I once rode like Epona,
down the royal reds of autumn leaves,
chasing wild turkeys until
they actually took to wing.
The trees still shook in those clear moments
before the winds blew harsh and cold,
but the shaking was a laughter, a dance,
a shivering free of color and light
so they could stand naked at last
against the blue skies.
In the riverbed, the water ran,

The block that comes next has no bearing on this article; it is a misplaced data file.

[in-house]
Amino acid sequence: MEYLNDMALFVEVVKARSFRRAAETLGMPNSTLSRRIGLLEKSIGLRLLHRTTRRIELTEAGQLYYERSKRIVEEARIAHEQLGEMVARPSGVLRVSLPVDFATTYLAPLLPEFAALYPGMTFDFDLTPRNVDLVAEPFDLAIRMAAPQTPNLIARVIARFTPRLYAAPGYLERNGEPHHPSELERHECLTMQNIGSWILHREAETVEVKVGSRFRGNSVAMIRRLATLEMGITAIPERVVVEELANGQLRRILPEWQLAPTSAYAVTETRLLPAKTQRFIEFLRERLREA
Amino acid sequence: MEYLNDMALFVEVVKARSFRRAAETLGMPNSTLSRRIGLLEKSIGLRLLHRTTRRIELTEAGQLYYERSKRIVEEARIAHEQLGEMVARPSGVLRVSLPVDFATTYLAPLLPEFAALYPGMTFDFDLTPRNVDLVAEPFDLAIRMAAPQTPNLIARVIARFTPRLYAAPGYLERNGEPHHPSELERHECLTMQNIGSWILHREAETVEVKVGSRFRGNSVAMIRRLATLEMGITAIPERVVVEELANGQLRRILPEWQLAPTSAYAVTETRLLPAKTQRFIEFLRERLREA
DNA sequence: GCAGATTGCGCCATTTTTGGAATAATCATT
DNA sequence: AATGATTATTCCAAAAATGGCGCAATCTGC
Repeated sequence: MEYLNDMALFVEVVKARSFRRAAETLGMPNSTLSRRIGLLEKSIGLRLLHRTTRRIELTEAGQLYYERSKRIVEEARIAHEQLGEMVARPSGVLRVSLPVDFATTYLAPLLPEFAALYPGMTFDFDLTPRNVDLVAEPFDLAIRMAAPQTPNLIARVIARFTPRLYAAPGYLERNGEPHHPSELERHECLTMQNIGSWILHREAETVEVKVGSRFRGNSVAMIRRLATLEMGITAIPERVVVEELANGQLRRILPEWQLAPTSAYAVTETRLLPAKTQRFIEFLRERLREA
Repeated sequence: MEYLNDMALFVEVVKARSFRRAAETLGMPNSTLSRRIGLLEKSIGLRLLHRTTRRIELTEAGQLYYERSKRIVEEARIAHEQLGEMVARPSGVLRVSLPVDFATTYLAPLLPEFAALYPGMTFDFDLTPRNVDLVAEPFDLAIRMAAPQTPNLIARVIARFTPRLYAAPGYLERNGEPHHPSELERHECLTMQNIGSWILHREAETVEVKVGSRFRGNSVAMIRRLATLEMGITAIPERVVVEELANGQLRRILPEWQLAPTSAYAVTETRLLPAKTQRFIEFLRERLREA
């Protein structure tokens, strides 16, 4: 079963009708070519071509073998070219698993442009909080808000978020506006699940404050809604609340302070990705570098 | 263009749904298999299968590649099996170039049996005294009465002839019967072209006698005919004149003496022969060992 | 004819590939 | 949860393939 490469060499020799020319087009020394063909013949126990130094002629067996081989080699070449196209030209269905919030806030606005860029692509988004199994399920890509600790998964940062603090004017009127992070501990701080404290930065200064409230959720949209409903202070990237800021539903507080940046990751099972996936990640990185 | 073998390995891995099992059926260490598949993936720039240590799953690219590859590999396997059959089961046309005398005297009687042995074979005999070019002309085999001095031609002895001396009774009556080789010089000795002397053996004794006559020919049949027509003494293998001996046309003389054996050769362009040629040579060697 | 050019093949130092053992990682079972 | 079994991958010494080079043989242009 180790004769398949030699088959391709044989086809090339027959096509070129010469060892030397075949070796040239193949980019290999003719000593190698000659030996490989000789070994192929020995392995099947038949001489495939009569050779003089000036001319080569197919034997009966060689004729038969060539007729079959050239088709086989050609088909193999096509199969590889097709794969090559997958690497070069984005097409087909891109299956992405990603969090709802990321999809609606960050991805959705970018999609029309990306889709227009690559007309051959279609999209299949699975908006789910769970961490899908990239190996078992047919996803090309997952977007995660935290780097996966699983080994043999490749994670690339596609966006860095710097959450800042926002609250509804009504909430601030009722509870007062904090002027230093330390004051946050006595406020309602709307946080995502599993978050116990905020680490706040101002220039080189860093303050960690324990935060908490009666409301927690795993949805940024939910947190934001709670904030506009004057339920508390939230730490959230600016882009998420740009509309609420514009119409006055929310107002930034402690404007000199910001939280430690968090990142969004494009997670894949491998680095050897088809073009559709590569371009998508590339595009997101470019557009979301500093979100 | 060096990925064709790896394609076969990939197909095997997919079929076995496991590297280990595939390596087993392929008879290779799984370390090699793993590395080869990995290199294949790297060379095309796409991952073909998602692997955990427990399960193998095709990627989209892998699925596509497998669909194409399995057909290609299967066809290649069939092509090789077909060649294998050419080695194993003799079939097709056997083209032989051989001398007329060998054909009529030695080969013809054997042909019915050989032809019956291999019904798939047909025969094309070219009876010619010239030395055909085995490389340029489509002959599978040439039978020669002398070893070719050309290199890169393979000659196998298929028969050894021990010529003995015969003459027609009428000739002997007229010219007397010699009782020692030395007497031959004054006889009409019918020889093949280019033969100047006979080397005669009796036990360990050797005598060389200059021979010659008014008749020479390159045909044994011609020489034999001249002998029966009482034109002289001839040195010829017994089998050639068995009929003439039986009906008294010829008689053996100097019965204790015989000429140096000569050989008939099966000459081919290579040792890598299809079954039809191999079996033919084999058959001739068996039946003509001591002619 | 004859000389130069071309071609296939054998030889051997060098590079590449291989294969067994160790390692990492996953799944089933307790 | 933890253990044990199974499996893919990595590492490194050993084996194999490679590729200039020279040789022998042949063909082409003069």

bright and a little sullen, too,
paradox of shadow and sun,
reaching in dampness for smooth gray stones,
like it was trying to be spacious,
but also knew ice would bind it soon,
a child sent to its bed.
My pony’s eyes, one brown and one blue,
flicked over the trail, ears tipping
in their thicket of wild mane.
He missed very little and I
was not old enough
to make symbols and icons
out of such things.